All images © Marvel Characters, Inc.
Like several other important characters in the Marvel Comics superhero revival of the 1960s (Iron Man and Ant Man for example) Thor first appeared in an ongoing anthology title, JOURNEY INTO MYSTERY. As the title suggests, it previously featured short horror and mystery tales, but issue 83 brought a new hero culled from Norse myths by writer Stan Lee and artist Jack Kirby, though Lee handed the actual scripting (really adding dialogue to Kirby’s pages) to his brother Larry Leiber for many of the early stories. The title began in 1952, and the logo designer is unknown to me, but may have been Artie Simek who seems to have lettered at least some of the early covers. He lettered this one too, including the burst introducing The Mighty Thor. The word THOR is in the rough, ragged style Simek often used for the names of monsters, but it does at least have the look of something quite old, which is appropriate for a character from myth. This lettering style for Thor was used by Simek, who was lettering nearly all the Marvel covers then, on other JOURNEY INTO MYSTERY covers.
On the splash page inside we see a larger version of THOR by Simek in a similar style, but with the edges even more angular like chipped or pitted stone. MIGHTY is more rounded, and more like the cover blurb, while THE is in simple rounded open lettering. Not a great superhero logo, but again it does at least have an archaic feel. I’m not sure if this version was used on later splash pages, I don’t have them. Was this the only time the character was “Thor the Mighty” rather than “The Mighty Thor”? I don’t know.
Here’s another JIM cover with a similar approach for THOR, though the very dark coloring makes it almost unreadable.
For issue 89 a different approach gives the character’s name a more superheroic style that is almost a logo, and shows the direction that will be followed when the character gets a real cover logo. The letterforms are open and sans serif with very wide strokes. The edges are mostly clean and smooth with rough edges only at the stroke ends. Clearly this cover was pushing the superhero aspect of the character in every way, including the blurb. And unlike many characters, Thor’s name is short, allowing for the letters to be large, usually a good thing.
Nothing was really settled yet, as we see on the following cover, where THOR is in a much more typical block letter style with slightly rounded and curved outlines.
With issue 99 in 1963 the block letters of THOR are straighter again, and for the first time THE MIGHTY is inserted into the top of the T. The stroke weights on this version are uneven, but it’s not really a logo, just a cover blurb by Artie Simek, perhaps done in a hurry.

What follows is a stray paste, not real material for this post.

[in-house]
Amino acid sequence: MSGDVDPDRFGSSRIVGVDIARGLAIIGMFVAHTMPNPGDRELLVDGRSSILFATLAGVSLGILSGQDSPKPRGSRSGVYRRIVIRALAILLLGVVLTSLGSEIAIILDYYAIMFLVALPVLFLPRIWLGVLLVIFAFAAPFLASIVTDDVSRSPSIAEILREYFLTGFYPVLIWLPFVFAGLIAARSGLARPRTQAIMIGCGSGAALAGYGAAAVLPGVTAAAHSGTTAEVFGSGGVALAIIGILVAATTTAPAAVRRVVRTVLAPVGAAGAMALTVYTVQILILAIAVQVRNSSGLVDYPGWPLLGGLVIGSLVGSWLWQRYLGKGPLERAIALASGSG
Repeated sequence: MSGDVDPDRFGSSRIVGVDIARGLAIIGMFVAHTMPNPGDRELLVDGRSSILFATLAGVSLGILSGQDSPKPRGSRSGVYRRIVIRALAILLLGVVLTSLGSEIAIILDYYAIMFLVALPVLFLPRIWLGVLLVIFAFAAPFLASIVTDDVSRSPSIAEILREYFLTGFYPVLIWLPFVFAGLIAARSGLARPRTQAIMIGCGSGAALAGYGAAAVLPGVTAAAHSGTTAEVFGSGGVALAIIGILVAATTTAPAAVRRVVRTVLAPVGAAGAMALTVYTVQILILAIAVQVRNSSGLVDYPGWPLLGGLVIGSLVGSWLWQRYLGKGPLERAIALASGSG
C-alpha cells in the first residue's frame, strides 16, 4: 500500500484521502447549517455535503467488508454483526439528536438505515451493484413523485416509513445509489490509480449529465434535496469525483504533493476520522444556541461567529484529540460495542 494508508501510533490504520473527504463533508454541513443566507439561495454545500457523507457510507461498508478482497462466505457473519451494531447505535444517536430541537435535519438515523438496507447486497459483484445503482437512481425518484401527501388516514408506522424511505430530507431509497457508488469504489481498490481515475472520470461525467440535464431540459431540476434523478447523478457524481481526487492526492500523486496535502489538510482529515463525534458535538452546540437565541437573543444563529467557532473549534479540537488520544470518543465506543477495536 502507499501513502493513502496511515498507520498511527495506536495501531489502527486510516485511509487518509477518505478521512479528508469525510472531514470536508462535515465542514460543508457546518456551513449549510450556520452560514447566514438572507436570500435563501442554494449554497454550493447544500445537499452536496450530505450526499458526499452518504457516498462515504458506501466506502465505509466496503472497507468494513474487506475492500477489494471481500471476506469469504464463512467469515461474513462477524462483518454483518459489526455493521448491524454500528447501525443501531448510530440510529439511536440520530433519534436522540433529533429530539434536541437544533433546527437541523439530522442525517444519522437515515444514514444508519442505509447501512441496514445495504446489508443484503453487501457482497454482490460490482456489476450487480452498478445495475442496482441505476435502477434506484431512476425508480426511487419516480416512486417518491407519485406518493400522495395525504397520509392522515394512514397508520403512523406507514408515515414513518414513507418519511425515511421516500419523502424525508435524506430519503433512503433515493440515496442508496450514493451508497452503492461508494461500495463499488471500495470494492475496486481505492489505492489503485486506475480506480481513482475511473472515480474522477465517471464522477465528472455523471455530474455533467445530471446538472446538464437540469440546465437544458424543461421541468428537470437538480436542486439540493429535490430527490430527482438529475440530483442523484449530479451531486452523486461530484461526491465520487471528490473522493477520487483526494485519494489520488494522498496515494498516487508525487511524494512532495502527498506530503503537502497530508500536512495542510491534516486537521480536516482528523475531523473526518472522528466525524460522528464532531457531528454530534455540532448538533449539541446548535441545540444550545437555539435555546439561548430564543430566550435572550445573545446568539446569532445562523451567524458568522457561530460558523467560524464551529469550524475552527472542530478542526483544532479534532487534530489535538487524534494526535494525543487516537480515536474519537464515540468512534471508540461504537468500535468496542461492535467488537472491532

A very similar approach was used on inside splash pages around this time. Here’s the one from issue 106, the next earliest I’ve found. Again, sort of a logo, but not quite.
With issue 104 in 1964 the success of the character finally gets him a real cover logo. This was very likely designed by the team of Sol Brodsky and Artie Simek, as per information from Mark Evanier. While we don’t know who did what exactly, it’s likely Brodsky, then Marvel’s production man, probably did a layout or design sketch, or possibly even full pencils, while Simek did the finished logo. You can see how it follows ideas from JIM 89 and 99, but now the letterforms are much more regular and even. The horizontal strokes are wider than the vertical ones, which also taper a little toward the bottom. The edges are mostly smooth, but stroke ends are jagged, and jagged gaps are used in the O and the top of the R so the balance of smooth and jagged is more evenly distributed. The outline is heavy, and there’s a telescoping dropshadow in black to give the letters more weight and help them pop off the page. THE MIGHTY is in more even and regular sans serif block letters, once again inside the top of the T, which wisely keeps the logo compact and rectangular, an easy fit with other cover lettering. As a superhero logo, it’s not bad. There’s nothing particularly Norse about it, nothing that really relates to the character, but I found it appealing as a kid, and still do.
Marvel must have liked it, too. When the title dropped JOURNEY INTO MYSTERY and became just THOR with issue 126, they kept the same logo. And this logo continued on the title for a very long time, until issue 337 in 1983. It was the longest-lasting of the 1960s Marvel logos, I believe.
Two other logos did show up on Thor Annuals. This one from 1971 is clearly based on the splash page logo of Artie Simek seen above. I find it a bit too cartoonish for the character.